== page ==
Grace Forsythe from Viva! Health takes a closer look at what’s in coconut oil and whether it’s a wonder food or cause for worry…
Is it a wonder product, capable of curing acne, promoting weight loss and even preventing heart disease and cancer? Or should it be shunned for its high saturated fat content? One thing is certain – coconut oil has seen a massive explosion in popularity. It’s in every health food shop across the UK, often promoted as a solution to various ailments. So what’s the truth about coconut oil?
Most saturated fat consumed in the UK comes from meat and dairy products such as cheese, cream, butter and ghee, as well as lard and palm oil, and processed foods such as cakes and biscuits are often packed with it. As most of these are animal products and shunned by vegans, it’s easy for us to think that we’re exempt from high blood cholesterol levels because we consume only plant oils.
While most plant oils contain less than 20 per cent saturated fat, coconut oil is 86.5 per cent! By comparison, rapeseed oil is seven per cent and butter 50 per cent. Just one tablespoon of coconut oil contains over half of the maximum recommended intake of saturated fat for the day. Like all plant foods it is cholesterol-free, but its high saturated fat content could be a problem if consumed regularly. A diet high in saturated fat is known to cause our livers to produce more of our body’s own cholesterol. High cholesterol levels result in high LDL, also known as the ‘bad’ cholesterol, which can cause coronary heart disease, heart attacks and strokes. But it isn’t quite that simple.
Studies on coconut oil and cholesterol are conflicting. Some find that it increases the ‘good’ cholesterol (HDL), but also increases ‘bad’ cholesterol. Others find that there is no effect, but overall there is still no solid evidence to suggest that consuming coconut oil is particularly beneficial to health.
Why the confusion?
We all know someone who sings coconut oil’s praises, but these big claims are based on flimsy studies. The BBC programme Trust Me, I’m a Doctor ran an experiment on coconut oil and cholesterol in 2018 and led many to believe that they should be eating more of the stuff. However, this study has since been criticised for having significant flaws – such as that only 28 people were actually given coconut oil! This is a good example of why it’s important to do your research before accepting any claim as fact.
Many other pro-coconut oil claims aren’t backed by solid evidence and are often based on small studies, animal experiments or use isolated components of coconut oil rather than the whole product itself.
Omega-3 and -6
As such a large proportion of coconut oil is saturated fat, there isn’t much room left for the really important unsaturated fats, omega-3 and omega-6. It contains hardly any omega-3 and just a small amount of omega-6. Diets higher in omega-6 than omega-3 can prevent the body from using omega-3 fats properly, effectively cancelling it out, so balance is important. Flaxseed oil is far superior, but needs to be used raw, as cooking destroys its good fats. Coconut oil just doesn’t fare well at all compared to most other plant oils.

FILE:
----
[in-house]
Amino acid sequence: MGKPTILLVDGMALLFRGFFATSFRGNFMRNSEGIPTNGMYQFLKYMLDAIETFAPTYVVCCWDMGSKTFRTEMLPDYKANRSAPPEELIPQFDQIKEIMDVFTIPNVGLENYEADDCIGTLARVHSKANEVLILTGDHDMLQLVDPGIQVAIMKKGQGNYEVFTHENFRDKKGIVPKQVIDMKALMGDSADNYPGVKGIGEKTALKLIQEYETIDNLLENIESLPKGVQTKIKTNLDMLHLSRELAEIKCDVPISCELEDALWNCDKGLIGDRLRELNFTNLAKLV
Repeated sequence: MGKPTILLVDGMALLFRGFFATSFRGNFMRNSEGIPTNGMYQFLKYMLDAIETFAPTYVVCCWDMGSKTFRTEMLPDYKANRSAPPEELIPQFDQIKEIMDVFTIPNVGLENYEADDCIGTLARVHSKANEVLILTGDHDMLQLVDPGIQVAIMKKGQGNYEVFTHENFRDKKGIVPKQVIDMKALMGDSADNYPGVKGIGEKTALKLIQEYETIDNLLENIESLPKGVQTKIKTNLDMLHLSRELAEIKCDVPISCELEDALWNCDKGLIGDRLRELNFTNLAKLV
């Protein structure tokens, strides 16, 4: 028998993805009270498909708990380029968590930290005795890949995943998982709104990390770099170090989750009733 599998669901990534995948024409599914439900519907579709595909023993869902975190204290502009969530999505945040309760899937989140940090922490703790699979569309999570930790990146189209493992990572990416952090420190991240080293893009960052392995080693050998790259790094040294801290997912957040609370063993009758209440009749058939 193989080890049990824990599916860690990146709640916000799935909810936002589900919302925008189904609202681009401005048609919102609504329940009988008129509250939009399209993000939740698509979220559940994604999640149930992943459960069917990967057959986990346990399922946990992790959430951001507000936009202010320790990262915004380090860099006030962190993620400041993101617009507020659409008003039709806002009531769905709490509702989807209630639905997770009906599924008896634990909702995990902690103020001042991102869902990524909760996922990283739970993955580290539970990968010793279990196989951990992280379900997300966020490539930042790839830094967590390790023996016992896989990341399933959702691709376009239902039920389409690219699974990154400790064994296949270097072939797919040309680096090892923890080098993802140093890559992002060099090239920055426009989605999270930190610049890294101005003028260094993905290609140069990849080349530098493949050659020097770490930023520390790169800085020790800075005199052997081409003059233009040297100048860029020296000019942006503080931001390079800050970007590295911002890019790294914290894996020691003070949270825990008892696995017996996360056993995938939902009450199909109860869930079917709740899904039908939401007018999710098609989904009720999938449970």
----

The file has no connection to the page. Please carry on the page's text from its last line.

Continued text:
These are plant compounds similar to cholesterol and compete with it for absorption by the intestines. Phytosterols have been shown to reduce levels of cholesterol in the blood, which reduces the risk of fatty deposits building up on the blood vessel walls (atherosclerosis). This can lead to increased risk of high blood pressure, coronary heart disease, heart attack and stroke. In comparison to other plant oils, coconut oil is relatively low in phytosterols. It contains around 0.8 milligrams per gram, whereas flaxseed contains 4 milligrams and rapeseed oil contains 5 milligrams per gram.
How to use coconut oil
Whatever its health profile, some people just enjoy the flavour of coconut oil in their dishes – so what’s the best way to use it? Unrefined coconut oil has a relatively low smoke point compared to other oils, around 175°C/350°F. The smoke point is the temperature at which oil starts to burn, which can spoil the taste of food, but also has other consequences. Heating above the smoke point causes the release of free radicals, aldehydes and trans fat, all of which have been associated with an increased risk of cancer and heart disease.
It really is best to avoid these harmful products, so only use coconut oil when cooking with medium or low heat and avoid high-heat techniques such as deep frying or oven baking, unless using a low heat setting. When cooking at high heat, it’s best to use oils with a higher smoke point, such as rapeseed oil.
Coconut flesh and water
Despite these cautions, we shouldn’t condemn coconut in its natural form – flesh and water. Coconut flesh is high in fat, but it also has a high fibre content. In addition, pure coconut water is a good source of potassium, manganese and magnesium – meaning they can be enjoyed occasionally as part of a healthy diet. There are, of course, many other fruits, vegetables, whole grains and pulses that have plenty of fibre without the high saturated fat of coconut.
There is currently no solid evidence to suggest that additional coconut oil has any beneficial health effects. It also doesn’t rise to the claims of curing acne, promoting weight loss or preventing heart disease or cancer. It’s fine to use a small amount of coconut oil in your food occasionally, but avoid using it every day. There are better alternatives to use in your daily cooking, which have lower saturated fat and higher amounts of omega-3, particularly flaxseed and rapeseed oil.